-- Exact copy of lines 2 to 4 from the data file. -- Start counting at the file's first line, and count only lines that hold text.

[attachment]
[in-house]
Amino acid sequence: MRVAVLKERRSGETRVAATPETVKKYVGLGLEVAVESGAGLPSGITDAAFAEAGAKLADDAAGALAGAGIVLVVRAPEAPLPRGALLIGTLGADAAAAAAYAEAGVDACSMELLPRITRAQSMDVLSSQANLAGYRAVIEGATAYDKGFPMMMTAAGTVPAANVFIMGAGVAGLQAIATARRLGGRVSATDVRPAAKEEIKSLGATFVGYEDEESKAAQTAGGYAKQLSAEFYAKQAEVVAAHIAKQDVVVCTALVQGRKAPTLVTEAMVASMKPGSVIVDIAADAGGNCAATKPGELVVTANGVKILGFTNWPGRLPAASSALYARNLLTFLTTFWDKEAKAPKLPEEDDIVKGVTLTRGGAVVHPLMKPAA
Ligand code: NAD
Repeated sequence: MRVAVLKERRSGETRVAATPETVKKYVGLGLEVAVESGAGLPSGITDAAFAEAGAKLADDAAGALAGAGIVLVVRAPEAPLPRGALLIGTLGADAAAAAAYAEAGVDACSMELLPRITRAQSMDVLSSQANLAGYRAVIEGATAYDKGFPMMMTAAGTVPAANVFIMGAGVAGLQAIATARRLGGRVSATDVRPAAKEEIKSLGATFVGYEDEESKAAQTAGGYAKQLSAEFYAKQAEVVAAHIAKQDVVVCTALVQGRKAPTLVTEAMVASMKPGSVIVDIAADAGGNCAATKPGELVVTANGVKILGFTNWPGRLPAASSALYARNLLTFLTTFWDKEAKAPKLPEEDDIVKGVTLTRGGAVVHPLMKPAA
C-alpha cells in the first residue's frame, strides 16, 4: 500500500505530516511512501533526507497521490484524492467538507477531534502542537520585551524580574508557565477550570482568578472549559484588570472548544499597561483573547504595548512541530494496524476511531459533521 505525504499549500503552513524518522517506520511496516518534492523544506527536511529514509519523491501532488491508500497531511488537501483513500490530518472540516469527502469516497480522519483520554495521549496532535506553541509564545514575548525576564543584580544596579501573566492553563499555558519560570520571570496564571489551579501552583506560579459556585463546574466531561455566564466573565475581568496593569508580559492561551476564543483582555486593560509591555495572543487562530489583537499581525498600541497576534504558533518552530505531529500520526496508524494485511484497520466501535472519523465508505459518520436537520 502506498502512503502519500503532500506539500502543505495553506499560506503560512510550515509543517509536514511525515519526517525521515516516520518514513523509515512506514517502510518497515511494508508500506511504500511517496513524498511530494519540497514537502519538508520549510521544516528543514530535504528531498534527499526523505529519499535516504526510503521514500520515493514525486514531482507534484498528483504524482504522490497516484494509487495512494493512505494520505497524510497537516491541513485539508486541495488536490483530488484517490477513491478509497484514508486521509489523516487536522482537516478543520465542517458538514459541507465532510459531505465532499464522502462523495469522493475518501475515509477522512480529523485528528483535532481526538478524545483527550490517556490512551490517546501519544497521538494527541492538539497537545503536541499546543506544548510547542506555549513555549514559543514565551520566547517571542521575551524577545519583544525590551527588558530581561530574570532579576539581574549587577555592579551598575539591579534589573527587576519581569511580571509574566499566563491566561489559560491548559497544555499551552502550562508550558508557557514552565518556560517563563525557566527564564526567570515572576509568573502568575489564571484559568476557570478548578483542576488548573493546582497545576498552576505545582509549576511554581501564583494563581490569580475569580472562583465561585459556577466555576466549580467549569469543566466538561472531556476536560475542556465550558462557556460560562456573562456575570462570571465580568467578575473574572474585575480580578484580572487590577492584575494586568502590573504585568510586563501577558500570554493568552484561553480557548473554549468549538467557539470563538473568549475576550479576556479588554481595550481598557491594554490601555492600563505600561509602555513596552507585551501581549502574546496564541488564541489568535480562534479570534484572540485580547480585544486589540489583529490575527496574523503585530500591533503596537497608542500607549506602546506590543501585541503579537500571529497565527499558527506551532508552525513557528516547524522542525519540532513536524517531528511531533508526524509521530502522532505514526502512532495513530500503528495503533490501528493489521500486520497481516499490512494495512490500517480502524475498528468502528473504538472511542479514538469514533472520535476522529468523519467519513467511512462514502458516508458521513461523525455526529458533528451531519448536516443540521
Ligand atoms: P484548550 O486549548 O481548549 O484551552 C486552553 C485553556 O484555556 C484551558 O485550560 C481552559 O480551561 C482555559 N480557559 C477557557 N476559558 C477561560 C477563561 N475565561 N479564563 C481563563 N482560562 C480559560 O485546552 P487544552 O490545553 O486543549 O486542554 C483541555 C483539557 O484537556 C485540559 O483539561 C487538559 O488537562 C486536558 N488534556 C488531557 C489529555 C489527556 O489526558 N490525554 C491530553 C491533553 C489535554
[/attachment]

Amino acid sequence: MRVAVLKERRSGETRVAATPETVKKYVGLGLEVAVESGAGLPSGITDAAFAEAGAKLADDAAGALAGAGIVLVVRAPEAPLPRGALLIGTLGADAAAAAAYAEAGVDACSMELLPRITRAQSMDVLSSQANLAGYRAVIEGATAYDKGFPMMMTAAGTVPAANVFIMGAGVAGLQAIATARRLGGRVSATDVRPAAKEEIKSLGATFVGYEDEESKAAQTAGGYAKQLSAEFYAKQAEVVAAHIAKQDVVVCTALVQGRKAPTLVTEAMVASMKPGSVIVDIAADAGGNCAATKPGELVVTANGVKILGFTNWPGRLPAASSALYARNLLTFLTTFWDKEAKAPKLPEEDDIVKGVTLTRGGAVVHPLMKPAA
Ligand code: NAD
Repeated sequence: MRVAVLKERRSGETRVAATPETVKKYVGLGLEVAVESGAGLPSGITDAAFAEAGAKLADDAAGALAGAGIVLVVRAPEAPLPRGALLIGTLGADAAAAAAYAEAGVDACSMELLPRITRAQSMDVLSSQANLAGYRAVIEGATAYDKGFPMMMTAAGTVPAANVFIMGAGVAGLQAIATARRLGGRVSATDVRPAAKEEIKSLGATFVGYEDEESKAAQTAGGYAKQLSAEFYAKQAEVVAAHIAKQDVVVCTALVQGRKAPTLVTEAMVASMKPGSVIVDIAADAGGNCAATKPGELVVTANGVKILGFTNWPGRLPAASSALYARNLLTFLTTFWDKEAKAPKLPEEDDIVKGVTLTRGGAVVHPLMKPAA